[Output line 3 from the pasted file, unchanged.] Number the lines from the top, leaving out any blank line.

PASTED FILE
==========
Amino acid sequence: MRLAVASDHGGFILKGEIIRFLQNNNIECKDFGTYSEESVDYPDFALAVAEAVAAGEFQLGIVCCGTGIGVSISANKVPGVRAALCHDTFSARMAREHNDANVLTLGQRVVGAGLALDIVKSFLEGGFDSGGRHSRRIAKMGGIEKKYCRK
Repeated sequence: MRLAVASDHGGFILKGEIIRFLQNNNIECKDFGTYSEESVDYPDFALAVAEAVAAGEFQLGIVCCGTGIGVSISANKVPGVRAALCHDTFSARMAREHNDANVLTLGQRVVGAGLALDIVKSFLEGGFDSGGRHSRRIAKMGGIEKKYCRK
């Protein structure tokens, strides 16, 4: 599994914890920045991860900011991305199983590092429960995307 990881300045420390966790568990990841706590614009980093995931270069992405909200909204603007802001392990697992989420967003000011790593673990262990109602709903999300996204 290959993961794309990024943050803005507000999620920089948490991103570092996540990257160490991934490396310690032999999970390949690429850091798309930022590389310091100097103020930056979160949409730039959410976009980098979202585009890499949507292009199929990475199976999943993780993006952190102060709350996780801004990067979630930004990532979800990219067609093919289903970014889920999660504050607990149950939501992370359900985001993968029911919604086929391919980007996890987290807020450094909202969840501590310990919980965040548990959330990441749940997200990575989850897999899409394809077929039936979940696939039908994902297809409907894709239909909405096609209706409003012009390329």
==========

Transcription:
């Protein structure tokens, strides 16, 4: 599994914890920045991860900011991305199983590092429960995307 990881300045420390966790568990990841706590614009980093995931270069992405909200909204603007802001392990697992989420967003000011790593673990262990109602709903999300996204 290959993961794309990024943050803005507000999620920089948490991103570092996540990257160490991934490396310690032999999970390949690429850091798309930022590389310091100097103020930056979160949409730039959410976009980098979202585009890499949507292009199929990475199976999943993780993006952190102060709350996780801004990067979630930004990532979800990219067609093919289903970014889920999660504050607990149950939501992370359900985001993968029911919604086929391919980007996890987290807020450094909202969840501590310990919980965040548990959330990441749940997200990575989850897999899409394809077929039936979940696939039908994902297809409907894709239909909405096609209706409003012009390329």